John Reynolds is the CEO and founder of Coadjute. John has a background in enterprise technology and helping organisations optimize internally. In this podcast he talks to us about the exciting blockchain opportunity they’ve unlocked in the real estate and construction industry which is worth $10 trillion globally!
What is blockchain?
John perspective on blockchain is from a workflow and synchronization angel. Blockchain enables different companies to work together by keeping their different databases to stay synchronized, thus enabling everyone to have the same version of the truth. Coadjute looks at blockchain as an inter-organizational workflow that allows organisations to stay in sync.
Property marketplaces around the world are broken
In April 2019, John wrote an article entitled “Transforming the Real Estate Value Chain: Collaborative Innovation and Co-Operative Delivery”. In the article he states “Property marketplaces around the world are broken. It is slow, complex, confusing and costly to buy and sell both residential and commercial property.”
Anybody who has bought a house would recognize that it is a complex process because the consumer has to engage multiple businesses:
- Visit an estate agent to view a house
- Visit a bank to see how much you can afford
- Visit a mortgage broker
- Visit a conveyancing lawyer
- Visit a surveyor
Whilst each of those verticals have digitized and perform their job correctly the process itself is broken because the entire value chain is fragmented and it is down to the consumer to knit it all together. This can take four to five months and could cost 4% of the property value. It is an expensive, frustrating and time-consuming experience for most consumers. At Coadjute they believe that distributed ledgers and decentralized workflows can fix this problem.
Do you really need a decentralized solution?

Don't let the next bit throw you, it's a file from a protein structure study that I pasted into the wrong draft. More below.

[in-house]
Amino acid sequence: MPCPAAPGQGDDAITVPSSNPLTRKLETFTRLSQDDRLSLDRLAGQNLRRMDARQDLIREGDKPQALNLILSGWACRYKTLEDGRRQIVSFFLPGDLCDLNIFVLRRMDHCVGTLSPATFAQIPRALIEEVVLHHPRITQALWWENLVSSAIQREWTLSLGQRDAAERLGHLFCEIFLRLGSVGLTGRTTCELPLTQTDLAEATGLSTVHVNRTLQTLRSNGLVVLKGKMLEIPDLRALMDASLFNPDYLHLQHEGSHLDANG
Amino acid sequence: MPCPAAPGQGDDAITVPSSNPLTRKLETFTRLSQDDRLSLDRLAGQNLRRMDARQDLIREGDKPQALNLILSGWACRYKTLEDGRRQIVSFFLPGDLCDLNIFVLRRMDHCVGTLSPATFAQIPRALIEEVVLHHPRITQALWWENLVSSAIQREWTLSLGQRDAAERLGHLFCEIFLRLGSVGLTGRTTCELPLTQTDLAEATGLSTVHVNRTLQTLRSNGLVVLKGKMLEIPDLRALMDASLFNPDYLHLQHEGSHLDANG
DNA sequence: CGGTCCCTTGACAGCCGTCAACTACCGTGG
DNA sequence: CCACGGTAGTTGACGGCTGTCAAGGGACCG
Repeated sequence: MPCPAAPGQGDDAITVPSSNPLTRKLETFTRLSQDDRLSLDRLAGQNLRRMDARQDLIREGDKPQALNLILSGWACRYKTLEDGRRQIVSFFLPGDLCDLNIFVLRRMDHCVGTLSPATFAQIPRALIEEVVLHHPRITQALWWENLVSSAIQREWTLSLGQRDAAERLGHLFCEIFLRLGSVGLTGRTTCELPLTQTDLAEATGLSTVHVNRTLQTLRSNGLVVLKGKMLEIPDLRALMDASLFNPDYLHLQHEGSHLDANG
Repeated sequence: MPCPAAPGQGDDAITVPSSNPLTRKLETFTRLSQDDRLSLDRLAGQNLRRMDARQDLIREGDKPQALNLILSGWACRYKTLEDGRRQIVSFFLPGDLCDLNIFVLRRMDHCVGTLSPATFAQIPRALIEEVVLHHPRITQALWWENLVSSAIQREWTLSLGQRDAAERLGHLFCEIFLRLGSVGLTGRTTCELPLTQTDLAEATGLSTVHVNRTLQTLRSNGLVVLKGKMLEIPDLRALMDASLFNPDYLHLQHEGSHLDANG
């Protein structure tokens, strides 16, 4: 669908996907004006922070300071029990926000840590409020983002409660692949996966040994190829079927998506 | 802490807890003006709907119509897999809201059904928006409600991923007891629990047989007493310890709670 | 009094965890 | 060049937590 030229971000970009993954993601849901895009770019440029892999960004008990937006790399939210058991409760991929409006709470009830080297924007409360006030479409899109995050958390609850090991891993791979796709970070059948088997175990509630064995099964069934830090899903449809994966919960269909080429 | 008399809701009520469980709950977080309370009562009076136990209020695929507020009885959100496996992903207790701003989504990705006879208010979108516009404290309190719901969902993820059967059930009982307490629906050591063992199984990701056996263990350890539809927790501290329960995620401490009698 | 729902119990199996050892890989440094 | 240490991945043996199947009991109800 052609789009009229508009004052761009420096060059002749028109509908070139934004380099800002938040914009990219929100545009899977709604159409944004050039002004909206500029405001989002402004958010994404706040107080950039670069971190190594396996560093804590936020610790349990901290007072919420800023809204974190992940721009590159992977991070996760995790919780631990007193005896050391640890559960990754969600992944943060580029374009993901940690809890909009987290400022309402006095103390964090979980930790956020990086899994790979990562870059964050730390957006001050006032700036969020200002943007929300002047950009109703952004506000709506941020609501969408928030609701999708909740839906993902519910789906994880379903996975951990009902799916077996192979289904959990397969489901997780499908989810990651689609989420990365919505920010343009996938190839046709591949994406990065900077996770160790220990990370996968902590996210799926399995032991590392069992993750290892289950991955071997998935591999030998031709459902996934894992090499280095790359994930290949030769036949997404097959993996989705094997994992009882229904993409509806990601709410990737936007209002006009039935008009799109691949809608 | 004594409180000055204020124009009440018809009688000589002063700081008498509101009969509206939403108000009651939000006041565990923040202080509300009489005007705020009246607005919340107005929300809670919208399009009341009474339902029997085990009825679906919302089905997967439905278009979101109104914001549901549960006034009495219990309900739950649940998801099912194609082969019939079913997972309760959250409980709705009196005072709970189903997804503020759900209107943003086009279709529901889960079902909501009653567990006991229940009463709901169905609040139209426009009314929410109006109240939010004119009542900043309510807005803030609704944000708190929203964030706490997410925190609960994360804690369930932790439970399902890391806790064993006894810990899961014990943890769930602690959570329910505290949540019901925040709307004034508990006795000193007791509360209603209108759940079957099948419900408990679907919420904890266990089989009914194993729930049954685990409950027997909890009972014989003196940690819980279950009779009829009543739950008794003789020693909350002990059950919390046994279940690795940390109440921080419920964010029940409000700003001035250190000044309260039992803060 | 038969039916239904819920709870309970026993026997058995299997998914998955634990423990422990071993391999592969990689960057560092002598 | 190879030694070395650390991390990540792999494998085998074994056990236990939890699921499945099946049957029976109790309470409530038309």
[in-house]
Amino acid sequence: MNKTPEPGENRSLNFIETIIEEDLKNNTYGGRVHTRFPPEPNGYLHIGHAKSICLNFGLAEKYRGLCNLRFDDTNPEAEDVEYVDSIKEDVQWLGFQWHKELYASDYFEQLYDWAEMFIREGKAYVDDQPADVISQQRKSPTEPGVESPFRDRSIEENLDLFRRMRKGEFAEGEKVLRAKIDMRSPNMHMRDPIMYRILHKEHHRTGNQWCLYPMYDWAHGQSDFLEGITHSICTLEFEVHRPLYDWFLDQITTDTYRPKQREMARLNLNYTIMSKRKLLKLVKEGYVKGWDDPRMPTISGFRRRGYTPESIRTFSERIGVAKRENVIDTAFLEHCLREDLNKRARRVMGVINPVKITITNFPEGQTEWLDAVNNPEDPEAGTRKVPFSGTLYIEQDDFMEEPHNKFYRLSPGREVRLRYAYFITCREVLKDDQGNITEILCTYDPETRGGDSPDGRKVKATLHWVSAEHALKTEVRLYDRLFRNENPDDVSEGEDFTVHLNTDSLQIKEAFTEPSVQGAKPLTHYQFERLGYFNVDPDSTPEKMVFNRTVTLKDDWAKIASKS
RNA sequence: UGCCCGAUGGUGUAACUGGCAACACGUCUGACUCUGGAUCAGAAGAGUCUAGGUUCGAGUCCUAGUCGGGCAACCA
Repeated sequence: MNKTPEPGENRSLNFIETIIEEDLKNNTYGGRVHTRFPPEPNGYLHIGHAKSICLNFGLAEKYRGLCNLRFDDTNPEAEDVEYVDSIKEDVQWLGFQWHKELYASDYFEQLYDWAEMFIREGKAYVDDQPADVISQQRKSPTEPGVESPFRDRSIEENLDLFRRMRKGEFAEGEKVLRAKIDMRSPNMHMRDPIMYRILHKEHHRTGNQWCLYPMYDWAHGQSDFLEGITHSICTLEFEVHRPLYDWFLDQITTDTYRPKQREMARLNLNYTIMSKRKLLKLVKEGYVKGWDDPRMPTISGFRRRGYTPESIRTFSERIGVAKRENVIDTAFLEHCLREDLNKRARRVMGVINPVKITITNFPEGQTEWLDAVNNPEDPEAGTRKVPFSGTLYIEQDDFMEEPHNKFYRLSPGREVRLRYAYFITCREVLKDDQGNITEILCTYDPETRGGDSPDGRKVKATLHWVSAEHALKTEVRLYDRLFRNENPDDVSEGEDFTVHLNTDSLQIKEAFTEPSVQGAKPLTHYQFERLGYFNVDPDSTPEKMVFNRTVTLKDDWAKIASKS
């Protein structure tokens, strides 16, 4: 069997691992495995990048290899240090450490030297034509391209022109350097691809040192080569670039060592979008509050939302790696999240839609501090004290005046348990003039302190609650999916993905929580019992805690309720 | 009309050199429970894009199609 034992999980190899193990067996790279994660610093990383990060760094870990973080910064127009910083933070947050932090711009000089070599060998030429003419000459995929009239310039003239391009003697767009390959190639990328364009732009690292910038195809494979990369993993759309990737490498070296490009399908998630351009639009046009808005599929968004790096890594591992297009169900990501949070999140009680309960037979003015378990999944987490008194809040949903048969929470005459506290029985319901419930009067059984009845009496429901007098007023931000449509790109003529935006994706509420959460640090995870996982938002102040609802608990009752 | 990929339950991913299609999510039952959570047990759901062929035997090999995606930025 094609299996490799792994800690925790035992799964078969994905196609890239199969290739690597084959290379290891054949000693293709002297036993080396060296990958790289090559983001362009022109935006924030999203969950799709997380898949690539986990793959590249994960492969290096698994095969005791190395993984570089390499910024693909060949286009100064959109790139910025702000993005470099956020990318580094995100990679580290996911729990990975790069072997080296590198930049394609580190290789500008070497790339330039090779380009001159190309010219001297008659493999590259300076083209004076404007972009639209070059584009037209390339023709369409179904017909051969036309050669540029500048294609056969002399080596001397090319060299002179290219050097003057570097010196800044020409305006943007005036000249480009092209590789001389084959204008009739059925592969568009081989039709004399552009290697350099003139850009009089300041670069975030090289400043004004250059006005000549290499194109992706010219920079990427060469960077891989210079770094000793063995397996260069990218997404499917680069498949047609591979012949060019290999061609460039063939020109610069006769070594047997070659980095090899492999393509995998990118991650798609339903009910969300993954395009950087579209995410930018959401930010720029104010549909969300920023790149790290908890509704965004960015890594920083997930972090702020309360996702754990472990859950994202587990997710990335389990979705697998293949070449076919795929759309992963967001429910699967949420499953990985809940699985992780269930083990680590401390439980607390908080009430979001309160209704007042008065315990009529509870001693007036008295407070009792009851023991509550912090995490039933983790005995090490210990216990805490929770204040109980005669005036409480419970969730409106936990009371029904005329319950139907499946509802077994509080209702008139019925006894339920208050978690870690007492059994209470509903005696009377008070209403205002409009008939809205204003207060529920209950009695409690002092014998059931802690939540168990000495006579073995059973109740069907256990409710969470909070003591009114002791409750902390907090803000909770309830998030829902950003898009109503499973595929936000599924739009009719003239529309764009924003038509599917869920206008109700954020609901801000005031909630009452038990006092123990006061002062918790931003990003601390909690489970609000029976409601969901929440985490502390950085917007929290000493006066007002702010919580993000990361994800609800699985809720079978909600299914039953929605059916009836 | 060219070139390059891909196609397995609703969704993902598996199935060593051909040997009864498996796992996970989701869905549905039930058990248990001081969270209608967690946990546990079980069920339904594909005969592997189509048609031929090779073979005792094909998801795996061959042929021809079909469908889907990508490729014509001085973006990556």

There has been attempts to build a centralized platform fo the marketplace. In April 2007 the Land Registry invested £4.6m to the “Chain Matrix” a e-conveyancing type platform. It didn’t get the necessary adoption and was ultimately closed down in 2009.
Whilst in Australia the government mandated a e-conveyancing platform called PLEXA which was successfully launched in 2010 and has had over 4m property transactions of a combined value of $622bn go through it.
In the UK and other jurisdictions estate agents have invested heavily in their workflow tool and their internal business processes. Surveyors and conveyancers have their own tools that they have built up over 10 years. Banks have their internal systems. Taking a centralized platform approach would cost significant amounts of money, require heavy regulation which in turn could lead to a number of businesses shutting down. Because of these reasons a centralized approach probably wouldn’t work in the UK.
The API approach is an interesting one but one that still has challenges. How do you synchronize those APIs? How do you set the standards and processes to facilitate the synchronization of those APIs within a group of companies wishing to collaborate?
DLT and smart contracts allows those companies to orchestrate workflow across organisations and then use APIs to connect into their core systems. Essentially the APIs open up the data from the company’s internal systems, DLT keeps the data in synch and enables the automated execution of workflows.
What is Coadjute?